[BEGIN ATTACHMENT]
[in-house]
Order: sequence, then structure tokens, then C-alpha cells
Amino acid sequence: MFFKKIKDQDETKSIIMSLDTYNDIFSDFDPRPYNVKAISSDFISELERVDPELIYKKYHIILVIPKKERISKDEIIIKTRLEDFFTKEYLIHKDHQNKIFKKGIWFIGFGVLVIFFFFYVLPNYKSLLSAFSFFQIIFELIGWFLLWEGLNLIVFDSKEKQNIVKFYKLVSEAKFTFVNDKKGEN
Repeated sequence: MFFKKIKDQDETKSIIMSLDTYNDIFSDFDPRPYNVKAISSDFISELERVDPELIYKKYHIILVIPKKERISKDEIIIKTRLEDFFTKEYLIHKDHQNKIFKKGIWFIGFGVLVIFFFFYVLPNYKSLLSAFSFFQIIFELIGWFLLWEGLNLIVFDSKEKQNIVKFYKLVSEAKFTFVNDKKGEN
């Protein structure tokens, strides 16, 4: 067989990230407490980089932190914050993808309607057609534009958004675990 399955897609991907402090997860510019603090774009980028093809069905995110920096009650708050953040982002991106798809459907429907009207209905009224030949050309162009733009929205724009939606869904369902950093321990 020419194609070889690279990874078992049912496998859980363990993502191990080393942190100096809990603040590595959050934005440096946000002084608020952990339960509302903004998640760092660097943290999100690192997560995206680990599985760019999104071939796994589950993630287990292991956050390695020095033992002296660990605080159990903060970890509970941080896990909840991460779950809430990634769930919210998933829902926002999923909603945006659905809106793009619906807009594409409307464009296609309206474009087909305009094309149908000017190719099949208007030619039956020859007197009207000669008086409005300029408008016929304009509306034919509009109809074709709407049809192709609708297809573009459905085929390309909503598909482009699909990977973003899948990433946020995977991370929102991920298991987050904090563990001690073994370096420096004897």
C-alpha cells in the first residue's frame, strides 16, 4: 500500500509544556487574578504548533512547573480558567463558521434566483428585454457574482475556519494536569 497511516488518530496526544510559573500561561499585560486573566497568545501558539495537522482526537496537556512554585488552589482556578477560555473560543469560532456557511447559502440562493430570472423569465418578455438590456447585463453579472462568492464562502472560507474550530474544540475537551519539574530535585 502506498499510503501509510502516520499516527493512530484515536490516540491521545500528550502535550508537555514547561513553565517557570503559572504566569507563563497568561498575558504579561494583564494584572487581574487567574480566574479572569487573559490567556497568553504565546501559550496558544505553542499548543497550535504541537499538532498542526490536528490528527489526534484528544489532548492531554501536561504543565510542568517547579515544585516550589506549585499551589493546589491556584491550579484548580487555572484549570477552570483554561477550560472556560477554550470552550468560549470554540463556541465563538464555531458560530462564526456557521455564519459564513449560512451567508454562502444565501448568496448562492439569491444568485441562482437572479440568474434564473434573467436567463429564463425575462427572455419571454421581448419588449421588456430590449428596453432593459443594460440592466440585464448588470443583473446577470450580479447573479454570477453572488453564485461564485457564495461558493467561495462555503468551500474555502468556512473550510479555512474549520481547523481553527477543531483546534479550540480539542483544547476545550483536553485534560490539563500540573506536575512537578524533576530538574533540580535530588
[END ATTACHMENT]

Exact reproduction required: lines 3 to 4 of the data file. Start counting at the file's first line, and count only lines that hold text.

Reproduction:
Amino acid sequence: MFFKKIKDQDETKSIIMSLDTYNDIFSDFDPRPYNVKAISSDFISELERVDPELIYKKYHIILVIPKKERISKDEIIIKTRLEDFFTKEYLIHKDHQNKIFKKGIWFIGFGVLVIFFFFYVLPNYKSLLSAFSFFQIIFELIGWFLLWEGLNLIVFDSKEKQNIVKFYKLVSEAKFTFVNDKKGEN
Repeated sequence: MFFKKIKDQDETKSIIMSLDTYNDIFSDFDPRPYNVKAISSDFISELERVDPELIYKKYHIILVIPKKERISKDEIIIKTRLEDFFTKEYLIHKDHQNKIFKKGIWFIGFGVLVIFFFFYVLPNYKSLLSAFSFFQIIFELIGWFLLWEGLNLIVFDSKEKQNIVKFYKLVSEAKFTFVNDKKGEN